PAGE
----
Green Sahara Riddles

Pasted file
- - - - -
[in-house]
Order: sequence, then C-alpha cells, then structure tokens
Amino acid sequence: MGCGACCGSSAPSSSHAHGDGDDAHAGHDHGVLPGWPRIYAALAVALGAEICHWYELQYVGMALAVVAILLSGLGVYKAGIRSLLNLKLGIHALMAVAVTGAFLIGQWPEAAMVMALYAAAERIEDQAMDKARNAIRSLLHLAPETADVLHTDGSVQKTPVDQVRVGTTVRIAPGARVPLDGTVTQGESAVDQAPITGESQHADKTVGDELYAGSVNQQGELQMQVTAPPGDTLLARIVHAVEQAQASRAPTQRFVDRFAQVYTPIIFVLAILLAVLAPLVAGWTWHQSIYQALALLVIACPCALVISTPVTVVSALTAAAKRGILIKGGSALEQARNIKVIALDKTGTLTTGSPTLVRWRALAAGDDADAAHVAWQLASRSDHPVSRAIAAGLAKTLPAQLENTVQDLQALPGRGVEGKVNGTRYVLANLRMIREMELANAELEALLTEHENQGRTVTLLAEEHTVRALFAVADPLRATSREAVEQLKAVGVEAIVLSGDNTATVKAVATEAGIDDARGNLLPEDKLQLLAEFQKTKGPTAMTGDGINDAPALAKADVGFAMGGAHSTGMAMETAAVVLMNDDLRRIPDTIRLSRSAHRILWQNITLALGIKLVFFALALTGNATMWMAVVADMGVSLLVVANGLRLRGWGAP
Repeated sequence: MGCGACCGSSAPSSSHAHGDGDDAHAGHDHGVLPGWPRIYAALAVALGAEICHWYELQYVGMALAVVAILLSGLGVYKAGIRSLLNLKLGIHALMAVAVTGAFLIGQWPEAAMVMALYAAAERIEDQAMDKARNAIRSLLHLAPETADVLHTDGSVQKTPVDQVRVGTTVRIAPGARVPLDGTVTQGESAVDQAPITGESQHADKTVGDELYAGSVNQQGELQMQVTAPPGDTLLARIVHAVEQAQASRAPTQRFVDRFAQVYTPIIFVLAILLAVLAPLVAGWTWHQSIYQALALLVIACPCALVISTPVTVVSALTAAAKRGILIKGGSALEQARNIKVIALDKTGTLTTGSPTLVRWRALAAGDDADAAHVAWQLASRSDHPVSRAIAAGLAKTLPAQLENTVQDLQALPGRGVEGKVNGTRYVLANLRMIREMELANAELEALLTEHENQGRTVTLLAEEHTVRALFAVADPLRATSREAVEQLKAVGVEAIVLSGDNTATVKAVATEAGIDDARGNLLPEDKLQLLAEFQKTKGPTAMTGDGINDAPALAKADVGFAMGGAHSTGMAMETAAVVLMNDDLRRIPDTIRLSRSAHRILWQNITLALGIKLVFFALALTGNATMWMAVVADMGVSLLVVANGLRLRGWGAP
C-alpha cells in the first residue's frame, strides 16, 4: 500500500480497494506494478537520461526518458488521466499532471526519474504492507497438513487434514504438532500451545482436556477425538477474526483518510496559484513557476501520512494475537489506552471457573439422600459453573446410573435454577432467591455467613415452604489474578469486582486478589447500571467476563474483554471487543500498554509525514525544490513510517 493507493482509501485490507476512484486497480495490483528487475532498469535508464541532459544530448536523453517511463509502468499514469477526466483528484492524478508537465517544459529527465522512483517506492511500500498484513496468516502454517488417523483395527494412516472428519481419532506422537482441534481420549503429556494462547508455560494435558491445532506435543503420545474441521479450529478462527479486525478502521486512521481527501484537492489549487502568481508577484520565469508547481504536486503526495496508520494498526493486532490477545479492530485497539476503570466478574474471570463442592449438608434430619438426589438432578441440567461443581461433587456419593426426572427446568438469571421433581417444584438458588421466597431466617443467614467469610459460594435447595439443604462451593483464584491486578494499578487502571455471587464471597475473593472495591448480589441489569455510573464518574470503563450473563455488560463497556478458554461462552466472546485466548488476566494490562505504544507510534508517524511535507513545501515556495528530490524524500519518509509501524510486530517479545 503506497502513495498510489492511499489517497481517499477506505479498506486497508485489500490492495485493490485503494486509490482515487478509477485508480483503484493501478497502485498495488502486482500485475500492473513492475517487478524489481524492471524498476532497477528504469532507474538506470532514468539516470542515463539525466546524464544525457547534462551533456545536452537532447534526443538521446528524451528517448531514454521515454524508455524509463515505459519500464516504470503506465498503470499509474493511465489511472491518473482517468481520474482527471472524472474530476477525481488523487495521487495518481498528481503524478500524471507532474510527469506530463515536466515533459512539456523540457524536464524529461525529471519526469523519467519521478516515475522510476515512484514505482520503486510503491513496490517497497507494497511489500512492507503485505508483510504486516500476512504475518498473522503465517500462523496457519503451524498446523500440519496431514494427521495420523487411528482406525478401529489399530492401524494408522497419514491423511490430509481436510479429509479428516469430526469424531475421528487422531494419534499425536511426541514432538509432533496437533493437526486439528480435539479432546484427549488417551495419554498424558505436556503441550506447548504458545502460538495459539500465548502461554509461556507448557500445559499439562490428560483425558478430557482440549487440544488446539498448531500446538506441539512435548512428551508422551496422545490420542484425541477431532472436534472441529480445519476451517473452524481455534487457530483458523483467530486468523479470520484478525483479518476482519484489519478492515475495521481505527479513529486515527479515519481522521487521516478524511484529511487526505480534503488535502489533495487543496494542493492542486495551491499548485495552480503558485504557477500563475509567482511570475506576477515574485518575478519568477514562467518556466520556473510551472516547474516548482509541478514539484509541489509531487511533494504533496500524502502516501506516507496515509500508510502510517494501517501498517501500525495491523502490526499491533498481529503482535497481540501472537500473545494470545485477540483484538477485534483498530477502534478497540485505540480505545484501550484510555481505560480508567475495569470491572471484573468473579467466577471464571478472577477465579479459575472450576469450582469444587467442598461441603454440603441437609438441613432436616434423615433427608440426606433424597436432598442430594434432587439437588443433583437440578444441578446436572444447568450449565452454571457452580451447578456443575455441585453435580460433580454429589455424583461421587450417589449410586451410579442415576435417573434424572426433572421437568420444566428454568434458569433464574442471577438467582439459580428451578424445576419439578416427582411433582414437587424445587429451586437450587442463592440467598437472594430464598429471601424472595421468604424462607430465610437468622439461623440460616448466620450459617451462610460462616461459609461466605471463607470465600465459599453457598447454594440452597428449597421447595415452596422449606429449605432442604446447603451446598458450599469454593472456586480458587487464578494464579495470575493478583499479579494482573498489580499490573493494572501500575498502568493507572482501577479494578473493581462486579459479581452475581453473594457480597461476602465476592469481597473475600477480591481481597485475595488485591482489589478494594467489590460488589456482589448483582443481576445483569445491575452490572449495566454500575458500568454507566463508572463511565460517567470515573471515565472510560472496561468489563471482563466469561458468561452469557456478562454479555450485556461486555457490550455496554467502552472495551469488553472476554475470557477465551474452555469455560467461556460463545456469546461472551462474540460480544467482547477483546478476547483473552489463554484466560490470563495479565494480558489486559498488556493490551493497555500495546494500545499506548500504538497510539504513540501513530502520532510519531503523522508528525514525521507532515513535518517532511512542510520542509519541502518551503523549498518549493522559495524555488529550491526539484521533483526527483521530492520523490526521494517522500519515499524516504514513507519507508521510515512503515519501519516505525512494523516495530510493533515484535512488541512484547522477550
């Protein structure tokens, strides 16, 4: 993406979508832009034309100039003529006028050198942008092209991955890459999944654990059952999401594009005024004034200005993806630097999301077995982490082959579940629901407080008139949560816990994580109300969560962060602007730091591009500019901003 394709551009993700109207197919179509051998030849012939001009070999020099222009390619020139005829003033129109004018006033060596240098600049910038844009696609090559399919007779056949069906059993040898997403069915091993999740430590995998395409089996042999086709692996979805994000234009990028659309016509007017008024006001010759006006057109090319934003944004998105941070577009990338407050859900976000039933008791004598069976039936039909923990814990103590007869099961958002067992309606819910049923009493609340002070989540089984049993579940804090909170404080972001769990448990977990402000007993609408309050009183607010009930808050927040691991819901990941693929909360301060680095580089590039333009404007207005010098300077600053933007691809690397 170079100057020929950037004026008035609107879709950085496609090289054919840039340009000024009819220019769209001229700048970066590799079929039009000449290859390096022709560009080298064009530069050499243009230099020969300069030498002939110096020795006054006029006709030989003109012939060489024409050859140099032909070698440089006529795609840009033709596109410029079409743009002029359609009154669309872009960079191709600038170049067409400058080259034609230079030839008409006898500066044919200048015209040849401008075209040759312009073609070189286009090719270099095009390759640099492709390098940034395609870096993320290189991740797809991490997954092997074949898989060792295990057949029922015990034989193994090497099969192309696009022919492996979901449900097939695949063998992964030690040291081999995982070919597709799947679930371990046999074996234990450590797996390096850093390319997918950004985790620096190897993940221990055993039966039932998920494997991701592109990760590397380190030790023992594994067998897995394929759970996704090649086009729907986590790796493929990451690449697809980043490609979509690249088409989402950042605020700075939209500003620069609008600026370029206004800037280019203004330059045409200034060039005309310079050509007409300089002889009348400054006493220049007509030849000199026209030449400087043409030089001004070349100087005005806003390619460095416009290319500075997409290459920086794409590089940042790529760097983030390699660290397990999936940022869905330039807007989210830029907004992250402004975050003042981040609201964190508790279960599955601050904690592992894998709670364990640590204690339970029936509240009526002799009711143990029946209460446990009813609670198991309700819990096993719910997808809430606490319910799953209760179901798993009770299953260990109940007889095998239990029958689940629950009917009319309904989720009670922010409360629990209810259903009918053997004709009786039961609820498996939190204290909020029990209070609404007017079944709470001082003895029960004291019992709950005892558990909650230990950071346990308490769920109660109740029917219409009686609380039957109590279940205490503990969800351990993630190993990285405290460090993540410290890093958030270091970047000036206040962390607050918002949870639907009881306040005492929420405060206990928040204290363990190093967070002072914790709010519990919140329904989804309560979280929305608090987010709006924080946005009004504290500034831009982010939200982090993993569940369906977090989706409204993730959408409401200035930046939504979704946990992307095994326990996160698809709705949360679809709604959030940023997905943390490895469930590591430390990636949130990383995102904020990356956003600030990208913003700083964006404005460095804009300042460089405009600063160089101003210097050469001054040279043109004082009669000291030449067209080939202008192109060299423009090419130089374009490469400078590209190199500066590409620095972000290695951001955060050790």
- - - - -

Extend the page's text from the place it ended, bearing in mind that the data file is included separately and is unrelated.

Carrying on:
Several thousand years ago, Sahara and Sahel were much wetter and greener than today. Subtle and steady variations in the Earth’s orbit are supposed to have triggered changes in the West African monsoon which were amplified by feedbacks between climate, ocean and primarily the land surface. While these processes are understood in principle, reconstructions and simulations differ. Some missing feedbacks are generally blamed for the deviation of model results from reconstruction. But the issue might be simpler: most models do not capture the steep and high mountains in the Sahara. High-resolution simulations help to solve the riddle of deep crater lakes in the Tibesti, the highest and steepest mountain in the central Sahara. Lakes were presumably abundant in the Sahara, but it is not yet known, how widespread lakes were and what their effect on the climate was. First attempts to predict the interaction between climate, dynamic lakes and vegetation are presented. Some 25 years ago, we predicted a “collapse” of the “green Sahara” that should have occurred some 5.5000 years ago. New, more details predictions and reconstructions of abrupt changes in the Sahara are shown, and a suggestion is made to answer the question of what “abrupt” really means. Reconstructions indicate that a greening of the Sahara had occurred rather regularly in the more distant past. A tentative answer to the question of why the past green Saharas differed in their amplitude and extent is given including a prediction for Saharan greening of the last 800,000 years.